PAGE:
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Friday, September 24 • 9:30am - 10:00am
Good Bot, Bad Bot: Characterizing Automated Browsing Activity

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Abstract:
​As the web keeps increasing in size, the number of vulnerable and poorly-managed websites increases commensurately. Attackers rely on armies of malicious bots to discover these vulnerable websites, compromising their servers, and exfiltrating sensitive user data. It is, therefore, crucial for the security of the web to understand the population and behavior of malicious bots.

In this presentation, we will report on the design, implementation, and results of Aristeus, a system for deploying large numbers of honeysites, i.e., websites that exist for the sole purpose of attracting and recording bot traffic. Through a seven-month-long experiment with 100 dedicated honeysites, Aristeus recorded 26.4 million requests sent by more than 287K unique IP addresses, with  of them belonging to clearly malicious bots. By analyzing the type of requests and payloads that these bots send, we discover that the average honeysite received more than 76,396 requests each month, with more than 50% of these requests attempting to brute-force credentials, fingerprint the deployed web applications, and exploit large numbers of different vulnerabilities. By comparing the declared identity of these bots with their TLS handshakes and HTTP headers, we uncover that more than 86.2% of bots are claiming to be Mozilla Firefox and Google Chrome, yet are built on simple HTTP libraries and command-line tools.

Outline: 
This talk is all about bot traffic on the web. The presentation will be broken-up as follows:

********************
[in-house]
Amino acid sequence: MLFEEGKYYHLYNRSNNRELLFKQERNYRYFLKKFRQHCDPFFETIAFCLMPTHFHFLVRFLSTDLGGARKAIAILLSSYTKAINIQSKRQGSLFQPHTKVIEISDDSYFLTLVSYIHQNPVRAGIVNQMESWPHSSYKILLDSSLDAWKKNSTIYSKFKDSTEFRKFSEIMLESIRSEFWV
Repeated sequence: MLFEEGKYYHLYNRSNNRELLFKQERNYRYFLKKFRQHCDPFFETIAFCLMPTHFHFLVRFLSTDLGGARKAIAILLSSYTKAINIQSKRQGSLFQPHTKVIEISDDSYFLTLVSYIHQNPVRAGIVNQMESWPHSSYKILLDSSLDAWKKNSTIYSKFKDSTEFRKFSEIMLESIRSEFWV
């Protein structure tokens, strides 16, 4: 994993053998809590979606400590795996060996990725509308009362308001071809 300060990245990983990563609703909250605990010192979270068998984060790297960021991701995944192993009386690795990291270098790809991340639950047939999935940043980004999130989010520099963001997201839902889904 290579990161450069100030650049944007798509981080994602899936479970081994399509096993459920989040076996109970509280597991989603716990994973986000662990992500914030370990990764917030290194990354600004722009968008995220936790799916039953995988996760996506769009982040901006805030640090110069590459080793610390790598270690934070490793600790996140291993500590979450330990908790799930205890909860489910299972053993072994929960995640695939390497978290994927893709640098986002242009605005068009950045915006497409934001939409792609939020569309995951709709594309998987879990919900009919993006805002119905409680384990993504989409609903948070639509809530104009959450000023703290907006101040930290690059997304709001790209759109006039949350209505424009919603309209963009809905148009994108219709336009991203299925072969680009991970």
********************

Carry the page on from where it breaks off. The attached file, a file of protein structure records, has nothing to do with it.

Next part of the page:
- Background: What are web bots? What is the difference between benign and malicious bots? What are malicious bots after? (exploiting vulnerabilities, stealing backups, scraping, etc.)

- Discovering bots on our web applications: How can we differentiate bots from users? How can we differentiate between benign and malicious bots?

- Details about our main experiment: Network of 100 honeysites, running different types of web applications, for the sole purpose of attracting web bot requests. How we built it, how we recorded data. Different techniques for identifying bots (client fingerprinting, payload classification, TLS stack fingerprinting, etc.)

- Results of the experiment: Number of bots, geographical distribution, how many bots are malicious, how many bots are benign, does bot activity increase or decrease over time? Do bots run JavaScript? Do they use command-line tools or are they instrumenting full-fledged browsers? Showing how our system-generated blocklist with IP addresses of malicious bots, outperforms very popular OSINT lists

Over Learning Objectives for Attendees
- Being able to describe what malicious bots are after
- Knowing multiple techniques for fingerprinting malicious bots
- Understanding the basics of deploying of bot-catching infrastructure in their organization, as a new source of blocklisting​​​

Speakers
avatar for Nick Nikiforakis

Nick Nikiforakis

Associate Professor, Stony Brook University
Dr. Nick Nikiforakis (PhD'13) is an Associate Professor in the Department of Computer Science at Stony Brook University. He leads the PragSec Lab, where his students conduct research in cyber security, with a focus on web security, web privacy, DNS security, attack-surface reduction... Read More →


Friday September 24, 2021 9:30am - 10:00am EDT
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